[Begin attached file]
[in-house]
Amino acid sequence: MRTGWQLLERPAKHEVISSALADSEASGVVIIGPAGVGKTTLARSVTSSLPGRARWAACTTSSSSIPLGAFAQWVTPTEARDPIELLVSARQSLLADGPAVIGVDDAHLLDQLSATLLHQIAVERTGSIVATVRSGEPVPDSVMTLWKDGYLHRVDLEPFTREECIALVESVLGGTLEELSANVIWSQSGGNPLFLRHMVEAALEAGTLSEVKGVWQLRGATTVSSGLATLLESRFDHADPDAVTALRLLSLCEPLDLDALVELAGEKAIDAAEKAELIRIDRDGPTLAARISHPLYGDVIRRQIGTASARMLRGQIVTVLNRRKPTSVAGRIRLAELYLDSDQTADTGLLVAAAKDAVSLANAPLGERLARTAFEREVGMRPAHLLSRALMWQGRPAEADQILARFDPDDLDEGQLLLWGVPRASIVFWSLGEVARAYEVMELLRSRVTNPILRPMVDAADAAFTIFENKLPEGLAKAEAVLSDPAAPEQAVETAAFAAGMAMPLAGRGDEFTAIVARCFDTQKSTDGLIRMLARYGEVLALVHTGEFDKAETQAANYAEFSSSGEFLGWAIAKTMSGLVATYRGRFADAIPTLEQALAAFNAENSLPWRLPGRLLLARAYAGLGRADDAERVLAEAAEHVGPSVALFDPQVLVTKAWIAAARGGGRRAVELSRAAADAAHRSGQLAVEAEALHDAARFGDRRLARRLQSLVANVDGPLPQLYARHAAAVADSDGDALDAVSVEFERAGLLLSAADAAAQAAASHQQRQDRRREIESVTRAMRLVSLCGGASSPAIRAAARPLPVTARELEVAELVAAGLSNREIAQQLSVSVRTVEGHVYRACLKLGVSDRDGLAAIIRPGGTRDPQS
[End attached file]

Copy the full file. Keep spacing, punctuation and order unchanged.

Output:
[in-house]
Amino acid sequence: MRTGWQLLERPAKHEVISSALADSEASGVVIIGPAGVGKTTLARSVTSSLPGRARWAACTTSSSSIPLGAFAQWVTPTEARDPIELLVSARQSLLADGPAVIGVDDAHLLDQLSATLLHQIAVERTGSIVATVRSGEPVPDSVMTLWKDGYLHRVDLEPFTREECIALVESVLGGTLEELSANVIWSQSGGNPLFLRHMVEAALEAGTLSEVKGVWQLRGATTVSSGLATLLESRFDHADPDAVTALRLLSLCEPLDLDALVELAGEKAIDAAEKAELIRIDRDGPTLAARISHPLYGDVIRRQIGTASARMLRGQIVTVLNRRKPTSVAGRIRLAELYLDSDQTADTGLLVAAAKDAVSLANAPLGERLARTAFEREVGMRPAHLLSRALMWQGRPAEADQILARFDPDDLDEGQLLLWGVPRASIVFWSLGEVARAYEVMELLRSRVTNPILRPMVDAADAAFTIFENKLPEGLAKAEAVLSDPAAPEQAVETAAFAAGMAMPLAGRGDEFTAIVARCFDTQKSTDGLIRMLARYGEVLALVHTGEFDKAETQAANYAEFSSSGEFLGWAIAKTMSGLVATYRGRFADAIPTLEQALAAFNAENSLPWRLPGRLLLARAYAGLGRADDAERVLAEAAEHVGPSVALFDPQVLVTKAWIAAARGGGRRAVELSRAAADAAHRSGQLAVEAEALHDAARFGDRRLARRLQSLVANVDGPLPQLYARHAAAVADSDGDALDAVSVEFERAGLLLSAADAAAQAAASHQQRQDRRREIESVTRAMRLVSLCGGASSPAIRAAARPLPVTARELEVAELVAAGLSNREIAQQLSVSVRTVEGHVYRACLKLGVSDRDGLAAIIRPGGTRDPQS